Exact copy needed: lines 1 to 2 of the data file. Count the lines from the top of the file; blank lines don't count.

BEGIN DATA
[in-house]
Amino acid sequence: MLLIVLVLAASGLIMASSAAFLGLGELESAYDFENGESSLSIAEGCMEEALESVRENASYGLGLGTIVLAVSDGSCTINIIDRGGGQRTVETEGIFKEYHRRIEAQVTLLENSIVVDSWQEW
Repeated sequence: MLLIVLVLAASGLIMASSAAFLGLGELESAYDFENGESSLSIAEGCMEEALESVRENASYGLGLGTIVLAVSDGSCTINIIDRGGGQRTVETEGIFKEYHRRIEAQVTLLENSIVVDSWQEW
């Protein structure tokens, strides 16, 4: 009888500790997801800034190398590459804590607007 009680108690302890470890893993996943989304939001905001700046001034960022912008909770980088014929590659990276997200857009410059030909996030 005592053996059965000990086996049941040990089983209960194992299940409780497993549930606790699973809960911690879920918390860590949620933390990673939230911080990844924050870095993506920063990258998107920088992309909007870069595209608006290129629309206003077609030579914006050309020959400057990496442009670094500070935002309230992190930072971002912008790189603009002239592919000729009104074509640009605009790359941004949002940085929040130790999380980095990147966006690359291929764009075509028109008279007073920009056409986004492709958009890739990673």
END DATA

[in-house]
Amino acid sequence: MLLIVLVLAASGLIMASSAAFLGLGELESAYDFENGESSLSIAEGCMEEALESVRENASYGLGLGTIVLAVSDGSCTINIIDRGGGQRTVETEGIFKEYHRRIEAQVTLLENSIVVDSWQEW